Fair value estimate of Next Fifteen Communications Group plc (LON: NFC)
Today we’re going to review one way to estimate the intrinsic value of Next Fifteen Communications Group plc (LON: NFC) by taking expected future cash flows and discounting them to their present value. This will be done using the Discounted Cash Flow (DCF) model. It may sound complicated, but it’s actually quite simple!
Remember, however, that there are many ways to estimate the value of a business, and a DCF is just one method. If you would like to know more about discounted cash flow, the rationale for this calculation can be read in detail in the Simply Wall St.
Check out our latest analysis for Next Fifteen Communications Group
Step by step in the calculation
We use what is called a two-step model, which simply means that we have two different periods of growth rate for the cash flow of the business. Usually the first stage is higher growth and the second stage is lower growth stage. To begin with, we need to get cash flow estimates for the next ten years. Where possible, we use analyst estimates, but when these are not available, we extrapolate the previous free cash flow (FCF) from the last estimate or stated value. We assume that companies with decreasing free cash flow will slow their rate of contraction, and companies with increasing free cash flow will see their growth rate slow during this period. We do this to reflect the fact that growth tends to slow down more in the early years than in subsequent years.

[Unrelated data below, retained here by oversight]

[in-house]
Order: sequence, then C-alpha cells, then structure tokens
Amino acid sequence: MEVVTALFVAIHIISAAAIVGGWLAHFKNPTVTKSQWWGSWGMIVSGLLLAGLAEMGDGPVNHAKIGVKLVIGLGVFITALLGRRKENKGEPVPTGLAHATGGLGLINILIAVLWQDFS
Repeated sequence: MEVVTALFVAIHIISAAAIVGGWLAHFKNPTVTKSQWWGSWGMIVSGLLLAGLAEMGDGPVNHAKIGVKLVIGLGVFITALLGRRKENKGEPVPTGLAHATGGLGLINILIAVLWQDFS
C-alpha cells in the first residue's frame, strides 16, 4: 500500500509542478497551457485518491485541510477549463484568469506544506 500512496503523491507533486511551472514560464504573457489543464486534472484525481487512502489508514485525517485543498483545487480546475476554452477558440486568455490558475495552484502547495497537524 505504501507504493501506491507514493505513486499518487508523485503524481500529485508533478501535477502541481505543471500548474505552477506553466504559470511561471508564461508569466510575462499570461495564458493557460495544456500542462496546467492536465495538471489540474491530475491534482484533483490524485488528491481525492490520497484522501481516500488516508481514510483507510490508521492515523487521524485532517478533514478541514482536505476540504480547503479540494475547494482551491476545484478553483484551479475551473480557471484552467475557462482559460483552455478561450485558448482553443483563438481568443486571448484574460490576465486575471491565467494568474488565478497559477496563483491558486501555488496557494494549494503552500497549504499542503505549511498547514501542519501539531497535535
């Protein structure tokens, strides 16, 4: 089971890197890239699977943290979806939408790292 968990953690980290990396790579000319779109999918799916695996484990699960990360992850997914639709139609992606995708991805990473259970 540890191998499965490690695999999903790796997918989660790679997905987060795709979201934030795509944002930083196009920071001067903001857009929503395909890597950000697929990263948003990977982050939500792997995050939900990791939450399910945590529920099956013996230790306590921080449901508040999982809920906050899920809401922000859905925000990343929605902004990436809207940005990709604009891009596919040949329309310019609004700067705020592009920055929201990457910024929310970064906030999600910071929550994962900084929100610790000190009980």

A DCF is based on the idea that a dollar in the future is worth less than a dollar today, so we discount the value of those future cash flows to their estimated value in today’s dollars. hui:
10-year free cash flow (FCF) forecast
|Leverage FCF (£, Million)||United Kingdom £ 44.0 million||United Kingdom £ 46.7 million||UK £ 50.1million||United Kingdom £ 48.6 million||United Kingdom £ 47.8 million||United Kingdom £ 47.4 million||£ 47.2 million||£ 47.2 million||United Kingdom £ 47.4 million||United Kingdom £ 47.6 million|
|Source of estimated growth rate||Analyst x3||Analyst x3||Analyst x2||East @ -2.8%||Is @ -1.69%||East @ -0.9%||East @ -0.36%||Is 0.03%||Is 0.29%||Is @ 0.48%|
|Present value (£, million) discounted at 5.7%||United Kingdom £ 41.6||United Kingdom £ 41.8||United Kingdom £ 42.4||United Kingdom £ 39.0||United Kingdom £ 36.3||United Kingdom £ 34.0||United Kingdom £ 32.1||£ 30.4||United Kingdom £ 28.8||United Kingdom £ 27.4|
(“East” = FCF growth rate estimated by Simply Wall St)
10-year present value of cash flows (PVCF) = £ 353 million in the UK
We now need to calculate the Terminal Value, which takes into account all future cash flows after this ten year period. The Gordon growth formula is used to calculate the terminal value at a future annual growth rate equal to the 5-year average of the 10-year government bond yield of 0.9%. We discount the terminal cash flows to their present value at a cost of equity of 5.7%.
Terminal value (TV)= FCF2031 × (1 + g) ÷ (r – g) = UK £ 48m × (1 + 0.9%) ÷ (5.7% –0.9%) = UK £ 1.0b
Present value of terminal value (PVTV)= TV / (1 + r)ten= UK £ 1.0b ÷ (1 + 5.7%)ten= £ 580 million in the UK